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Chapter 03

3.1 Numbers

As any programming language, Fancy has number literal syntax built in.

3.1.1 Integers (Fixnums)

There are multiple ways to write a Fixnum (Integer value). Here's a list of possible ways to write a Fixnum:

  • 1, 123, 1_000_000, 999_888_777 etc. Underscores are ignored and used purely to be easier to read (especially large numbers)
  • Binary literals: 0b10101, 0B01010101111
  • Hexadecimal literals: 0xff, 0xAB, 0XAF
  • Octal literals: 0o77, 0O13

3.1.2 Floats

Floats only allow one way of writing them: 10.9997, 0.123, 1.0

Note: Both Fixnums and Floats can be prefixed with a - for negative numbers.

3.2 Strings

Strings are what you expect them to be.


"Hello, World"
"Hello,\n World"

This is a multi-line String
The newlines become part of the String and start and end with a triple quote,
just as in Python. They're most commonly used for docstrings, which we'll talk about
later (also copied from Python).

Fancy also has support for Ruby-like string interpolation:

"This is a String with a value interpolated: 3 ** 3 = #{3 ** 3}"
"Hello, #{name}, I'm #{age} years old."

3.3 Symbols

Symbols are unique identifiers. They're equivalent to Ruby's Symbols.



3.4 Tuples

In contrast to Ruby and like Python, Fancy has built-in literal syntax for Tuples. Tuples are constant-sized containers with index-based access to members.


(1, 2) # Tuple with values 1 and 2
(1, 2, "foo")
('foo, 'bar, "baz!")
(1, (2, 3), (4, (5, 6, 7))) # nested Tuples

# Accessing elements:
(1, 2, 3) at: 2 # => 3
(1, 2, 3)[0]    # => 1

3.5 Arrays

One of the most used data structure are arrays. In Fancy there's the Array class which provides index-based constant time access to dynamically resizable (growing) polymorphic containers. Let's have a look at some Array examples:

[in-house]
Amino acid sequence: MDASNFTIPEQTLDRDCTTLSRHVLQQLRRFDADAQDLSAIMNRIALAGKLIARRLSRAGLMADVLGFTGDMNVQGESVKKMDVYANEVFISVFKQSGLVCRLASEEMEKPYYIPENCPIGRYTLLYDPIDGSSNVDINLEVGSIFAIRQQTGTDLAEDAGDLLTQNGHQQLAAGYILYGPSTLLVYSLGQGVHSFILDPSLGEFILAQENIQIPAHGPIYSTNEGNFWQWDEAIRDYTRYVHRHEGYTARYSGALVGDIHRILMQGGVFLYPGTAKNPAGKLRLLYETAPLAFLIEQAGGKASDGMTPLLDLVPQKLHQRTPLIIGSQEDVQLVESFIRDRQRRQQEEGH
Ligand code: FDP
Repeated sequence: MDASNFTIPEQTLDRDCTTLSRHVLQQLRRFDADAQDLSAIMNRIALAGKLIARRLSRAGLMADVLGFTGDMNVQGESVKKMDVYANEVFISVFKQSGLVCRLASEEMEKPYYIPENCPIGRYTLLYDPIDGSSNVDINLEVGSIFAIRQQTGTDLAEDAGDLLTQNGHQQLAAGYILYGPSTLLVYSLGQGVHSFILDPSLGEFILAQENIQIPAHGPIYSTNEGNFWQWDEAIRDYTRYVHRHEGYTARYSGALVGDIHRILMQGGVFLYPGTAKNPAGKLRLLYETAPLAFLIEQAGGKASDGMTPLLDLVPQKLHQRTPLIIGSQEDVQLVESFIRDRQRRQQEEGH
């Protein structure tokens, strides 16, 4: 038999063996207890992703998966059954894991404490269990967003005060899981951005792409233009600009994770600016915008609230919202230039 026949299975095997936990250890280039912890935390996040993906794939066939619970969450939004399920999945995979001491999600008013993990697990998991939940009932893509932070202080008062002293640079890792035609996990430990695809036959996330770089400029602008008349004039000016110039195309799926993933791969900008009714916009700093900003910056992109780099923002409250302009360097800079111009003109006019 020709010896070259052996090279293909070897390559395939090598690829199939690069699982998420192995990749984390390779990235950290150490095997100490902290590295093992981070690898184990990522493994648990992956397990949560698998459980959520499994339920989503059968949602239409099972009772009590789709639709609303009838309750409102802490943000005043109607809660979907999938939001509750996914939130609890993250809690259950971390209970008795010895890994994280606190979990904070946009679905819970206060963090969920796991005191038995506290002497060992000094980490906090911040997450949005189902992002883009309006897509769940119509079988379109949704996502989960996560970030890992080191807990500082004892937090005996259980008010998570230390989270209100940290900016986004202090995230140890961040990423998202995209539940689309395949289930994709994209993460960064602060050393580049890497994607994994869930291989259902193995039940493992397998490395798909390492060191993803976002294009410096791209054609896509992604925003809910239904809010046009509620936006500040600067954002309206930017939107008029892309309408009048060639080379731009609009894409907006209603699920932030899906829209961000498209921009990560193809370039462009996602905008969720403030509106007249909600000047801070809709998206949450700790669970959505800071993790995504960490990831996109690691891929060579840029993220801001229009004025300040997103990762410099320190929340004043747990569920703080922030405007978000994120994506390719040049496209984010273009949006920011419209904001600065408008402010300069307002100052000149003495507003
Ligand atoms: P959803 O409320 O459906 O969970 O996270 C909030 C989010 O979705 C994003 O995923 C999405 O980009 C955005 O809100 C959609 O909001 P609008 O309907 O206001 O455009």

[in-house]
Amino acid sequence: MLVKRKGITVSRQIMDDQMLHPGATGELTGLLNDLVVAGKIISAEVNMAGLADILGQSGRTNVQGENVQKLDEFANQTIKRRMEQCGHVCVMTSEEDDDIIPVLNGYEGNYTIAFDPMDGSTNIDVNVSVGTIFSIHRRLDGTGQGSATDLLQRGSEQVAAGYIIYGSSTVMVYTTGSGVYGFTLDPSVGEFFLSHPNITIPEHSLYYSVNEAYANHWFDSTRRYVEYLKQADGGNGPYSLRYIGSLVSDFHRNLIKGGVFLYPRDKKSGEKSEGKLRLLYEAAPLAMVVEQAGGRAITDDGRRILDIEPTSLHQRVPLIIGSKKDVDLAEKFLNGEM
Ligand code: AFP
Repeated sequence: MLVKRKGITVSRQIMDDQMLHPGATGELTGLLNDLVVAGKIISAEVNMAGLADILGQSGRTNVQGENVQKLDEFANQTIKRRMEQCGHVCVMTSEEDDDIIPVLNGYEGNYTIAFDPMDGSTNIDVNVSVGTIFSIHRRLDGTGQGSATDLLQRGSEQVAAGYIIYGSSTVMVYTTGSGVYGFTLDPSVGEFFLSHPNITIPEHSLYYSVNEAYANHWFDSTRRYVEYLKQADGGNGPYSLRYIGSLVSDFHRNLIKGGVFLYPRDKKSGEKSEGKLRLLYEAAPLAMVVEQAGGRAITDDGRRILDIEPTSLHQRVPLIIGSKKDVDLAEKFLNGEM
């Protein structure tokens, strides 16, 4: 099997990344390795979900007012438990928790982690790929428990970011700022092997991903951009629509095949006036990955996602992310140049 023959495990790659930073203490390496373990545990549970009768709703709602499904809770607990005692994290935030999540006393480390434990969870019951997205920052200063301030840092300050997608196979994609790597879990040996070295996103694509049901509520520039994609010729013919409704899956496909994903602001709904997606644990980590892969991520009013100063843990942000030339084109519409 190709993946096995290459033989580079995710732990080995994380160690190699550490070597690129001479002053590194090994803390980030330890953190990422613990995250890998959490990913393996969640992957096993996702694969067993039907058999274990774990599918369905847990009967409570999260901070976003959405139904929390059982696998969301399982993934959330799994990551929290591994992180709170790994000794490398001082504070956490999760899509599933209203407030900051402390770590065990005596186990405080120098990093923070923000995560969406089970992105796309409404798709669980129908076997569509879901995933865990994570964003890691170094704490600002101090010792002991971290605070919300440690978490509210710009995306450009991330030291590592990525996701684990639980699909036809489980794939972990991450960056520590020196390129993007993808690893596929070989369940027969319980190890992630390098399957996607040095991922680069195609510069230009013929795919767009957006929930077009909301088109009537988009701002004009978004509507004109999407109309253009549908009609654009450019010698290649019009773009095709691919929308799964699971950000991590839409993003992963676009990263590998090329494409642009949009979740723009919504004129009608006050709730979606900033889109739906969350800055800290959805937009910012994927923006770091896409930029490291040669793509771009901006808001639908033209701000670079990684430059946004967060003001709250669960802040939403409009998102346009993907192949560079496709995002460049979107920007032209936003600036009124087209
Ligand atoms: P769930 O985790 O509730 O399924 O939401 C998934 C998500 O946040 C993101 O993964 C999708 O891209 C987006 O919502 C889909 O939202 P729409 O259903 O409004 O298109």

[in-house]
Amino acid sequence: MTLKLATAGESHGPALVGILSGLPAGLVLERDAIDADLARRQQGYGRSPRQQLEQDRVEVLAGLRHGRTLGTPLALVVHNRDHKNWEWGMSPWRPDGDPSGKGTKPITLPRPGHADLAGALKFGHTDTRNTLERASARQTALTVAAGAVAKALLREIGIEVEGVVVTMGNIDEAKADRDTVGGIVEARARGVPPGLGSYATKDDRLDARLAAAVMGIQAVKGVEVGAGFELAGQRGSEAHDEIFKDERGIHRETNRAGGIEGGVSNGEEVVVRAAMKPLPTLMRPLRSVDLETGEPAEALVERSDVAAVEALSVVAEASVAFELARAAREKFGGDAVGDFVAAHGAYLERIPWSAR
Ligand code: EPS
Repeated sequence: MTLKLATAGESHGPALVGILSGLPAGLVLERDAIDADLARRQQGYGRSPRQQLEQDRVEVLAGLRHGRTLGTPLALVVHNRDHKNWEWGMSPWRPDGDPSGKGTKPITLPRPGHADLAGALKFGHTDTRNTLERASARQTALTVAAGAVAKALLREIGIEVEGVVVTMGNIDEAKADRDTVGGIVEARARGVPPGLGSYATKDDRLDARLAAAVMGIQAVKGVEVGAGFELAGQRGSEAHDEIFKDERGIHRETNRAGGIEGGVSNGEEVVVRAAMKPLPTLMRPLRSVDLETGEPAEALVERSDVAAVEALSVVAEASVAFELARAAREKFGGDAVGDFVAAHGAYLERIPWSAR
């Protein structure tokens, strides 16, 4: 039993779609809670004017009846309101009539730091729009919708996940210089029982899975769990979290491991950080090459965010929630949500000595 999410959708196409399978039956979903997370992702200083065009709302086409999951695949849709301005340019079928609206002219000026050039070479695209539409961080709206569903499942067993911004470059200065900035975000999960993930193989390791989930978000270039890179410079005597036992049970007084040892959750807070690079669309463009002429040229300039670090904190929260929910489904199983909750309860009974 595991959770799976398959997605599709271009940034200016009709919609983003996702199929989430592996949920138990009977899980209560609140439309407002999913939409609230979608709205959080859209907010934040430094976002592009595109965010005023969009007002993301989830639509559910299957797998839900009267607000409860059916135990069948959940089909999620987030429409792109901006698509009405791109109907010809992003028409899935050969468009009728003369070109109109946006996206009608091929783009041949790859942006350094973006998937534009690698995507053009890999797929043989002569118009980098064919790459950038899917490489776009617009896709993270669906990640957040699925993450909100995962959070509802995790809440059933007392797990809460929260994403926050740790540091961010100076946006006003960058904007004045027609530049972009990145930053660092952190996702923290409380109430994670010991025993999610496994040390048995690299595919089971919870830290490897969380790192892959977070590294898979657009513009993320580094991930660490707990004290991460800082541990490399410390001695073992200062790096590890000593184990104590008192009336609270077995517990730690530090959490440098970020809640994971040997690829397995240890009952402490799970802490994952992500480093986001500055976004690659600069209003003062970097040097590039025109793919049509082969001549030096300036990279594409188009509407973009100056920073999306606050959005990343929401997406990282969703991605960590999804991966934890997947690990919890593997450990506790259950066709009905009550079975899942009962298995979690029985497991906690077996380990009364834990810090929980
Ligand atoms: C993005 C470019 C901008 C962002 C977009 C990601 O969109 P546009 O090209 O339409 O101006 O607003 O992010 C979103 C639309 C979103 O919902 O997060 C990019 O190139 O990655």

# An Array containing 5 integers (Fixnums)

# An Array of 2 numbers, 1 String and another Array
[1, 2, "An Array!", [4,5, "Yes, indeed!"]]

Arrays work the same way as they do, for example, in Ruby. In Fact, they're sharing the same Class as their Ruby equivalents. Anytime you're using a Fancy Array, you're also using a Ruby Array inside Rubinius. There is no wrapper in between. This is true not only for Arrays, but for all built-in types and classes where there is a Ruby equivalent available.

3.6 Hashes (Dictionaries, Hashmaps)

Hashes are unordered collections of key-value pairs with fast access through keys. They can nest arbitrarily, just as Arrays.


<['name => "Fancy", 'type => "Programming Language", 'created => 2010]>

You can of course use any other type besides Symbols as keys and values.

3.7 Blocks (BlockEnvironment, Closures)

One of the most heavily used literal values in Fancy are Blocks. They're used to implement nearly all control structures (like traditional if, else, while etc constructs) and are proper closures with interesting return semantics.

We've seen Blocks in Chapter 1 before, but for completeness, here's a list of some literal Blocks:

{ "A Block with no argument" println }
|x| { "A Block with one argument, value: #{x}" println }
|x y| { "A Block with two arguments, values: #{x} and #{y}" println }

# Seperating arguments with comma is optional, thus this is valid as well:
|x, y| { "The sum is: #{x + y}" println }

There's also Partial Blocks which can be used for Blocks only taking one argument:

@{ + 1 } # is the same as: |x| { x + 1 }
# e.g.:
[1,2,3,4] map: @{+ 1} # => [2,3,4,5]

To call a Block, you send it the call or call: message and pass the arguments in as an Array:

block = |x, y| { x + y println }
block call: [2, 3] # will print 5

3.8 Regular Expressions

Fancy, as Ruby or Perl, has Regular Expressions built-in to the language. In fact, it uses the same implementation that Ruby uses on top of Rubinius, including the same literal syntax:

/^Hello, (.*)!$/

3.9 Ranges

Fancy also has Ranges, like Ruby:

(x .. x ** x)

Chapter 4 will deal with one of Fancy's central features, namely Blocks, some more.

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